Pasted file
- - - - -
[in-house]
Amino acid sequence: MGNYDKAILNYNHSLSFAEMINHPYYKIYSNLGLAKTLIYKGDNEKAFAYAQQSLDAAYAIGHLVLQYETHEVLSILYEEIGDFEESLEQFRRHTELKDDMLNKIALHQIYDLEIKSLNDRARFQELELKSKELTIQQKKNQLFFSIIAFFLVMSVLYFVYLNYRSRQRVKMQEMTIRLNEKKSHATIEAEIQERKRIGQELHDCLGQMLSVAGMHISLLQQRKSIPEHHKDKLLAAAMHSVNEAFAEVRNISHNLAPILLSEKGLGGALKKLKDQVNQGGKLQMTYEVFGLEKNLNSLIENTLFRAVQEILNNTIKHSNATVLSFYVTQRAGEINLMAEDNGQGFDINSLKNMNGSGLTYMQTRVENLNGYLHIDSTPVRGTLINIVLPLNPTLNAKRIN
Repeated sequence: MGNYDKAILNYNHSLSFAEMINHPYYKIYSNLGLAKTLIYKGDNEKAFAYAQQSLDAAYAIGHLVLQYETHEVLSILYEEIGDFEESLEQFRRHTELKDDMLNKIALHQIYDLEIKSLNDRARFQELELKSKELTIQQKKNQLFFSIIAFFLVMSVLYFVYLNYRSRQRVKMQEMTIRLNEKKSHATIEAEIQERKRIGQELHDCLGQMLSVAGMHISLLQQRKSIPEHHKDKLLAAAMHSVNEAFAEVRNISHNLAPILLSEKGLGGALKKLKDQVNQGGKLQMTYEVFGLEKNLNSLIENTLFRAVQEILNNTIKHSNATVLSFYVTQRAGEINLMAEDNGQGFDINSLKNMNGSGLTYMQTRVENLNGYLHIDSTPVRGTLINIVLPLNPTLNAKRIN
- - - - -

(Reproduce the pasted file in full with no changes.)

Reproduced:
[in-house]
Amino acid sequence: MGNYDKAILNYNHSLSFAEMINHPYYKIYSNLGLAKTLIYKGDNEKAFAYAQQSLDAAYAIGHLVLQYETHEVLSILYEEIGDFEESLEQFRRHTELKDDMLNKIALHQIYDLEIKSLNDRARFQELELKSKELTIQQKKNQLFFSIIAFFLVMSVLYFVYLNYRSRQRVKMQEMTIRLNEKKSHATIEAEIQERKRIGQELHDCLGQMLSVAGMHISLLQQRKSIPEHHKDKLLAAAMHSVNEAFAEVRNISHNLAPILLSEKGLGGALKKLKDQVNQGGKLQMTYEVFGLEKNLNSLIENTLFRAVQEILNNTIKHSNATVLSFYVTQRAGEINLMAEDNGQGFDINSLKNMNGSGLTYMQTRVENLNGYLHIDSTPVRGTLINIVLPLNPTLNAKRIN
Repeated sequence: MGNYDKAILNYNHSLSFAEMINHPYYKIYSNLGLAKTLIYKGDNEKAFAYAQQSLDAAYAIGHLVLQYETHEVLSILYEEIGDFEESLEQFRRHTELKDDMLNKIALHQIYDLEIKSLNDRARFQELELKSKELTIQQKKNQLFFSIIAFFLVMSVLYFVYLNYRSRQRVKMQEMTIRLNEKKSHATIEAEIQERKRIGQELHDCLGQMLSVAGMHISLLQQRKSIPEHHKDKLLAAAMHSVNEAFAEVRNISHNLAPILLSEKGLGGALKKLKDQVNQGGKLQMTYEVFGLEKNLNSLIENTLFRAVQEILNNTIKHSNATVLSFYVTQRAGEINLMAEDNGQGFDINSLKNMNGSGLTYMQTRVENLNGYLHIDSTPVRGTLINIVLPLNPTLNAKRIN